April lumber sales were, surprisingly, oddly calm, with very little movement in pricing (and quite unlike last year’s maelstrom of exorbitant price increases brought upon by excessive demand, shortages and trucking issues). Demand this year was steady, and lumber buyers were able to enjoy taking advantage of some good deals as mills were trying to move out their inventories and build order files. In terms of deals, an influx of aggressively priced “Euro wood” (European SPF, well-known for its high quality) hit the East Coast ports and was quickly snapped up by reputable lumber yards who couldn’t pass it up, whether they needed it or not. This was much to the dismay of the Eastern mills, who got aggressive with their offers but still had to grudgingly accept counters in order to secure the sale. Although some Western dimension stock got a little tight, there appeared to be enough inventory on the open market. As the month progressed, more lumber buyers chose to bolster themselves against anticipated spring business, but the buying did little to pull pricing away from riding a flat line. Nonetheless, all good things must come to an end and it’s appearing that a change in the market may be upon us soon, if conditions allow. Weather improvements, a new cycle of building, and depleting inventories will likely call buyers back in to action. For May, we expect a latent uptick to sales and expect for pricing to be firm to up, but only moderately so. Inventory levels are still reported to be somewhat healthy at the retail level and so replenishment will likely be conservative as we progress through the month.
Although it’s not a new topic, there remains a grave concern that a labor shortage, in all sectors of our industry, continues to limit productivity and ultimately sales, impeding our industry and slowing the economy. It’s been at the forefront of every employer’s concerns for years. There aren’t enough qualified skilled laborers in the trades and it’s difficult finding recruits because there hasn’t been enough appeal to move in to the construction or building material fields. Until more potential employees become attracted to the virtues of working in our industry, it’s up to those of us with experience to guide, mentor, and nurture the candidates that we make part of our team. Again, this isn’t just limited to field construction. Skilled help is at a shortage in all sectors of our industry, right up and through the supply chain. Like most of us know, we have to watch our inexperienced workers like a hawk. At least until they have been proven to apply their learned skills, show good judgement, and understand the implications of their job. The irony we face is that when we feel a new employee has been vetted enough to work unsupervised, we expect all to go well...until it doesn’t. Time saved by our new employee can quickly become time spent trying to fix what went wrong. When something goes awry we revisit, review, retrain, and hope we are able to contain and correct whatever damage was done. However, when this scenario is thought of in the context of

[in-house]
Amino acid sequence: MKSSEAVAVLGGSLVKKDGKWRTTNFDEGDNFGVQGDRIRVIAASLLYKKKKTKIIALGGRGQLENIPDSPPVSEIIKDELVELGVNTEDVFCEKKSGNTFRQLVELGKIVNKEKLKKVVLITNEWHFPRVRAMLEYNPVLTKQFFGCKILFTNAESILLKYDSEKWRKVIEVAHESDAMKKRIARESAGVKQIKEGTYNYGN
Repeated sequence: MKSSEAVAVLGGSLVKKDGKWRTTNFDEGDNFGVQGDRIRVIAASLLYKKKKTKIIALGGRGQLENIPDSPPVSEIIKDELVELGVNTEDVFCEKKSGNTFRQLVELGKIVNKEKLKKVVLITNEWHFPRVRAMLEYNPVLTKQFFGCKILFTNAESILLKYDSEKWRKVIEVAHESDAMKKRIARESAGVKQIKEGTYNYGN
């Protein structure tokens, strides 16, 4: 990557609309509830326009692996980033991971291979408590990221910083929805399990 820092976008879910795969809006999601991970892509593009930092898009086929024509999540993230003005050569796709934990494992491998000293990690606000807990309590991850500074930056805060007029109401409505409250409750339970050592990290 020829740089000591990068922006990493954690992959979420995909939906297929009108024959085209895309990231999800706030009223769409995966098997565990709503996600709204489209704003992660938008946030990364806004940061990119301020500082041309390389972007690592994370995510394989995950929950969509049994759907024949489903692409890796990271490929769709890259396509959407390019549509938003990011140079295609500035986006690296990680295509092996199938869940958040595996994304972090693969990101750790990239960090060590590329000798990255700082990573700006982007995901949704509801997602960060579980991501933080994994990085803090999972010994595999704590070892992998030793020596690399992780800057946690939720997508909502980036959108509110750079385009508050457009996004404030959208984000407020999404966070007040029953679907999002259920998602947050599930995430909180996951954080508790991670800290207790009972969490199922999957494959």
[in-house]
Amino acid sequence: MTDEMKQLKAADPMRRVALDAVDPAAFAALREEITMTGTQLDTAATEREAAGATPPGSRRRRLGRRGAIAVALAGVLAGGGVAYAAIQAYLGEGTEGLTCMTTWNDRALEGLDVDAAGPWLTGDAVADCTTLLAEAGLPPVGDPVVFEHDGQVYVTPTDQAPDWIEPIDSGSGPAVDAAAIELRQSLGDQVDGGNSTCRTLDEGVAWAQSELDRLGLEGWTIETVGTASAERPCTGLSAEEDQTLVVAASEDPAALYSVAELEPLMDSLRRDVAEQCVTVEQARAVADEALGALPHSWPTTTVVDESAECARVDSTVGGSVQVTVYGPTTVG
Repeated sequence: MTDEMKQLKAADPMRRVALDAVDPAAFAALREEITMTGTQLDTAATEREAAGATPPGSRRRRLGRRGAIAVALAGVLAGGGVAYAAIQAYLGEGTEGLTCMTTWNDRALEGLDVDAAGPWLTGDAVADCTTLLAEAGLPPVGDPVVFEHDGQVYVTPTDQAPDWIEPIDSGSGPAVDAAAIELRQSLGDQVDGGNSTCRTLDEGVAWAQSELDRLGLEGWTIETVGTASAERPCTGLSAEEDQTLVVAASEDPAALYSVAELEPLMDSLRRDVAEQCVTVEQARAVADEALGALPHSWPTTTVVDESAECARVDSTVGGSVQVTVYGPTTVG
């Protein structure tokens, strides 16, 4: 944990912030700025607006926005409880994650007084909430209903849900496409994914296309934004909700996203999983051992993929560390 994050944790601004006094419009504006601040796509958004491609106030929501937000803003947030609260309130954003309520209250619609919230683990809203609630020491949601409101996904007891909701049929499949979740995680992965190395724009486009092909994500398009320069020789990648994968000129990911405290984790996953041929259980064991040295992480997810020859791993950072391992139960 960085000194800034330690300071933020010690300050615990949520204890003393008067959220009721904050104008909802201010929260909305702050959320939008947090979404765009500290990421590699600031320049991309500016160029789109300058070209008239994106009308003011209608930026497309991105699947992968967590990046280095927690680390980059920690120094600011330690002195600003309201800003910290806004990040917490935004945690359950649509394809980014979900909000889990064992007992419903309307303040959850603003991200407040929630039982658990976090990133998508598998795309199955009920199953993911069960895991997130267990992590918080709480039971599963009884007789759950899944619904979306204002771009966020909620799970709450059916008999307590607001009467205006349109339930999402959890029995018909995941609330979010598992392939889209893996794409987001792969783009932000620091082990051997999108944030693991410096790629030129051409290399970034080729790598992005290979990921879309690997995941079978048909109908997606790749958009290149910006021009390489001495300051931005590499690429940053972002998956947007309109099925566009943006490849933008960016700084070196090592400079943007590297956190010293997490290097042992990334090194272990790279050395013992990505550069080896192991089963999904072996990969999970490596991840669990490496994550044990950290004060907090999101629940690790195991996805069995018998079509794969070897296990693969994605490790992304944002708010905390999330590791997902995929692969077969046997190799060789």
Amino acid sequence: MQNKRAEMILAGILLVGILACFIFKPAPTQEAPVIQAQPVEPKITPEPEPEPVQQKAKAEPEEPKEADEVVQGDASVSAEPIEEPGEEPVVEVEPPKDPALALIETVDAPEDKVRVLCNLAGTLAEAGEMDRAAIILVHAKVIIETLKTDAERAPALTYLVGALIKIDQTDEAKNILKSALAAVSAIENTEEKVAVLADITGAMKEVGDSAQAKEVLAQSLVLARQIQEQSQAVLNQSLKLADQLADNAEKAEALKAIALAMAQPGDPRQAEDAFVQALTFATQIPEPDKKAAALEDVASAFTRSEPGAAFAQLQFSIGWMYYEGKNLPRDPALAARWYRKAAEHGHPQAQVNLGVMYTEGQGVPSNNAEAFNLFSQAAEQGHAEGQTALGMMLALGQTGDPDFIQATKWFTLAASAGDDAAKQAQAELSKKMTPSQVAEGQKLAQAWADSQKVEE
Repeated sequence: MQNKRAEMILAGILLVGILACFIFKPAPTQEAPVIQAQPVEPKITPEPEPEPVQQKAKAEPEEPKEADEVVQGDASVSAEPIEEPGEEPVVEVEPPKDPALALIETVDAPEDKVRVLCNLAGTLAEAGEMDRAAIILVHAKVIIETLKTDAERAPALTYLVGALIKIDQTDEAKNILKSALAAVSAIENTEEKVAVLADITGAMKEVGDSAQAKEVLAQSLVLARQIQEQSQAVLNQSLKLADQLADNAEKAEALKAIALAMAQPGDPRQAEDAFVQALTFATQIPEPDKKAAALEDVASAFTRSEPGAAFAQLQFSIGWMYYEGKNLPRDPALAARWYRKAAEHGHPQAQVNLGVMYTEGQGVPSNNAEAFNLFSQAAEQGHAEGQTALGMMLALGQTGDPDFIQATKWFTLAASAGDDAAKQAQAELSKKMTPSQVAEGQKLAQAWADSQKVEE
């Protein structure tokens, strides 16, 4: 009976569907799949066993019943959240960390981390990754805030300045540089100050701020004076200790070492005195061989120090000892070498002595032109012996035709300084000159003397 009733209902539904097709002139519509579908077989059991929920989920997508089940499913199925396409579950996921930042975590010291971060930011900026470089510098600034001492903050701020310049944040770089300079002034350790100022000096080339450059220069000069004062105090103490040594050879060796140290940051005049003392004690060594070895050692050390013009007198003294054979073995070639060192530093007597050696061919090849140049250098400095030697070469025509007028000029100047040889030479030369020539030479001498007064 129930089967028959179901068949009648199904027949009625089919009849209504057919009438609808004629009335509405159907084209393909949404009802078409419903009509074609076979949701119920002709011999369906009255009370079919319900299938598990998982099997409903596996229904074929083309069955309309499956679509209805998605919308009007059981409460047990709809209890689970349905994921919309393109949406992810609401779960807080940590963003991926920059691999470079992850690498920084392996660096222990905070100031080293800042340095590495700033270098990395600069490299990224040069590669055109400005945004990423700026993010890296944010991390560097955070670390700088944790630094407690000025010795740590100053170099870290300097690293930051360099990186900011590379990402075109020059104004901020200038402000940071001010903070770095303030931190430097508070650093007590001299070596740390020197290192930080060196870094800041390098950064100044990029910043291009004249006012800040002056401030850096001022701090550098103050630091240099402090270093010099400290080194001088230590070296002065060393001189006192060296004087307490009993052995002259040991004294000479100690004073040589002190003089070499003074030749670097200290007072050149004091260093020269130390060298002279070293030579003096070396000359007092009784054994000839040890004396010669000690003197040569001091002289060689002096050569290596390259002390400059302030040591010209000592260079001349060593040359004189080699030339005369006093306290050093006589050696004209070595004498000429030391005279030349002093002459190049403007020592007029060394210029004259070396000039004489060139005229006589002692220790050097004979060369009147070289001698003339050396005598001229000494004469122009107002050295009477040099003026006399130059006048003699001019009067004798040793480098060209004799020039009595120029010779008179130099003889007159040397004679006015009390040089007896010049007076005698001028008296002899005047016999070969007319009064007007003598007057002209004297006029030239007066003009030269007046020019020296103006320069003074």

a building materials manufacturer, a new employee on the line or the loading dock could potentially let volumes of the wrong material slip out before it is caught. Unfortunately, when that happens, it can often be you, our customer, that is calling it to our attention. Many of the items we buy are received wrapped and shipped to you and/or may be off by a small but critical fraction. A few examples from years past are studs cut too short by an eighth of an inch, AC plywood wrapped and grade stamped as CDX or R&R white cedar shingles not cut square. It’s bad enough getting product that is wrong, but it’s even far worse when it’s installed. Once it’s at that stage, no one is going to walk away with a happy experience. Humans make mistakes and it’s a part of life, but it becomes an even bigger part of life for any of us who are dealing with new employees (and especially when business is cranking). We put the onus on ourselves to verify the accuracy and quality of the materials we receive, pick, and deliver to you. We do it to the best of our ability (sometimes to the point of driving our suppliers crazy). However, we cannot overstate how important it is to check your materials for accuracy before you install them. It will be well worth your time to pull out the tape or square and spot-check before you cut or fasten. In an industry that is so short-handed, busy, and tight-scheduled it’s a peace of mind that is invaluable (especially when you consider the ramifications of having to do it twice).
With all of our years of experience in dealing with products, we have learned to never shoot down an initial claim, thinking that it just can’t be the case. We know that just about anything is possible. But you have our assurance that whatever the situation may be, we will react to it with an uncommon sense of urgency and work to correct it to the very best of our ability. We appreciate your business and realize your tough position in the field, and are dedicated to making your experience with us as favorable as possible. Thank you for your business.Paul Rogers, Purchasing Manager